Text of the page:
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. Last Updated: 07/27/2016

Spend on Infrastructure, Not Debts

The consensus seems to be that RussiaТs economy will keep on growing. The IMF World Economic Outlook Ч a twice-yearly report on planetary prospects Ч came out two weeks ago and forecasts GDP growth of 7 percent this year. The Russian government is aiming for a less optimistic 6 percent. Both Moscow and Washington agree growth will slow to 4 percent in 2001 while inflation will also ease up, from about 20 percent this year to about 12 percent in 2001. "The Russian economy is continuing its rapid recovery from the financial crisis of 1998," the IMF report says.

The State Duma has accepted that 4 percent prediction for 2001 by tentatively approving a budget that assumes as much. Meanwhile, world prices for oil and gas Ч RussiaТs No. 1 currency for foreign trade Ч continue to remain comfortably high.

So is now the time to be bullish on Russia and the KremlinТs energetic new young managers?

Not so fast, says Charles Frank, first deputy president of the European Bank for Reconstruction and Development. The EBRD, Frank told HarvardТs Russian-American Investment Forum this weekend, does not believe the government deserves any glory. Instead, credit for the economic revival, such as it is, should go to "high oil prices, a quite significant devaluation of the ruble and to the tenacity of the Russian people."

The EBRD is right: The economy remains a puppet of oil prices. If oil should fall, then expect wage arrears again. On the happier side, falling oil might lead to a renunciation of the war in Chechnya Ч which grinds on at horrific human cost Ч as too financially expensive a post-election luxury.

But what really worries Frank Ч and us Ч is that there has been, and continues to be, no real investment in infrastructure, whether it be the roads, the military, the schools or the transport system. In remarks reported (in Russian) by the AK&M financial news agency, Frank warned conference attendees that "the sinking of the nuclear submarine Kursk and the fire at the Moscow television tower have highlighted the crumbling state of RussiaТs physical infrastructure." (He might have added MondayТs fire in the Moscow metro to his list).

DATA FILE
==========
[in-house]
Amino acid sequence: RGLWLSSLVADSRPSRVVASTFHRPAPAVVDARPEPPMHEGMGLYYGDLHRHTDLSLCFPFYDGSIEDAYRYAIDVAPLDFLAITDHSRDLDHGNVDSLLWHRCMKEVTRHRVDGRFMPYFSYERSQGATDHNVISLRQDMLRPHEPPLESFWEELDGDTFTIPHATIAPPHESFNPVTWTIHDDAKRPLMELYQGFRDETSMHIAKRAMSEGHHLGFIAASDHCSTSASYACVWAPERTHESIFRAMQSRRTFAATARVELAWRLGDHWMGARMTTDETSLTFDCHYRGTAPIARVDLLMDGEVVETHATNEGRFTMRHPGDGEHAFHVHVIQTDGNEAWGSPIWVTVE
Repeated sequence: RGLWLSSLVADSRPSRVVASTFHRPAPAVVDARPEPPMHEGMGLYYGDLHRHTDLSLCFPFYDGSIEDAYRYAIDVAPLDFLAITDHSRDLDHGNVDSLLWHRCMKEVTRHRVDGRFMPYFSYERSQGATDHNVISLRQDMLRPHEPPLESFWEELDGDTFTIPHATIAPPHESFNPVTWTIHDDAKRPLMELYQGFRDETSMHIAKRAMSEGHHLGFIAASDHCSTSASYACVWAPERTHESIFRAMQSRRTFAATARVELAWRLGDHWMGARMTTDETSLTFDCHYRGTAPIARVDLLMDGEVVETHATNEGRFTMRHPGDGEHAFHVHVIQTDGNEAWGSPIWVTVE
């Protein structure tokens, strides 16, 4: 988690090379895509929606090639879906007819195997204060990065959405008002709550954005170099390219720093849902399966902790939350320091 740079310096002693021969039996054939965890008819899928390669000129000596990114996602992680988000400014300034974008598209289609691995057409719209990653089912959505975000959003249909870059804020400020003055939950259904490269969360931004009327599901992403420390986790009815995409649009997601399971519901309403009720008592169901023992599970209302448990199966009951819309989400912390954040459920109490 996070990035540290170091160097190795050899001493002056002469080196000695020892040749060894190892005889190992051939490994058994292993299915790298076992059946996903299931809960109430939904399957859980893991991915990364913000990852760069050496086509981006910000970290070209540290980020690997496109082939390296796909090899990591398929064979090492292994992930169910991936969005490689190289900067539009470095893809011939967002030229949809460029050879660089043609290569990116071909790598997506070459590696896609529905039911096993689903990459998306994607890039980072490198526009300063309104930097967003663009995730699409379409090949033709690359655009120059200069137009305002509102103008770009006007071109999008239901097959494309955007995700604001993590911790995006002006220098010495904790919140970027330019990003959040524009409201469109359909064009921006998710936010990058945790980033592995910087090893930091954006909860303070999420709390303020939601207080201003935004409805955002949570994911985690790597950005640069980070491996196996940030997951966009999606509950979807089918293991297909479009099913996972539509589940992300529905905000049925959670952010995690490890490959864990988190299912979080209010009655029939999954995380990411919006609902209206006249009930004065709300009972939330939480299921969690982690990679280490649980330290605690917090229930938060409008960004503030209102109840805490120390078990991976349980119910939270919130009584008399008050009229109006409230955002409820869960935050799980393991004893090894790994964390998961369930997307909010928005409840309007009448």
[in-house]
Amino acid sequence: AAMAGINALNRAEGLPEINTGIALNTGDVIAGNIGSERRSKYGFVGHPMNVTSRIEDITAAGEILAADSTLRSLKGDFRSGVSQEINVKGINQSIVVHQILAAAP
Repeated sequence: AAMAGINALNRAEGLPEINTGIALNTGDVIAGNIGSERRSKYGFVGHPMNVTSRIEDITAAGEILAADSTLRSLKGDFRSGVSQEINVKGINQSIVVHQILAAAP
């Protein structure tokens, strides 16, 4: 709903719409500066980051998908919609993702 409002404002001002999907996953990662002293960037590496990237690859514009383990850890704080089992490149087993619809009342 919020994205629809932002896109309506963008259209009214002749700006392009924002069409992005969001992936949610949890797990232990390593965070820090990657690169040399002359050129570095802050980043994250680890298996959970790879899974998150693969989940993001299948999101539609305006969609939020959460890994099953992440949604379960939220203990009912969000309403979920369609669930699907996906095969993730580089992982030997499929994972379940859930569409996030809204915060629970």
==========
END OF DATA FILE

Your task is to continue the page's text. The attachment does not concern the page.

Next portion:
"A decade of improperly addressed investments, of disdain for maintenance and repair, and of the foolish waste of enormous natural and human resources has led to an aging of infrastructure that has diminished effectiveness."

This is exactly the sort of economic national security we would like to see the nationТs leaders acting to protect. It is also something the IMF and World Bank could help with Ч by agreeing to write off debts on the condition that the money freed up would be invested in public infrastructure.

The 2001 budget earmarks about a fourth of revenues Ч $11.3 billion Ч to pay off foreign creditors. But if one accepts FrankТs analysis that the Т90s were a decade of foolish and wasteful investment, shouldnТt those who helped direct investment policy all along Ч the IMF and the World Bank Ч share the pain? Or is that burden forever to be shouldered by "the tenacious Russian people," who continue to pay the Fund and Bank back Ч with interest Ч for their mistakes?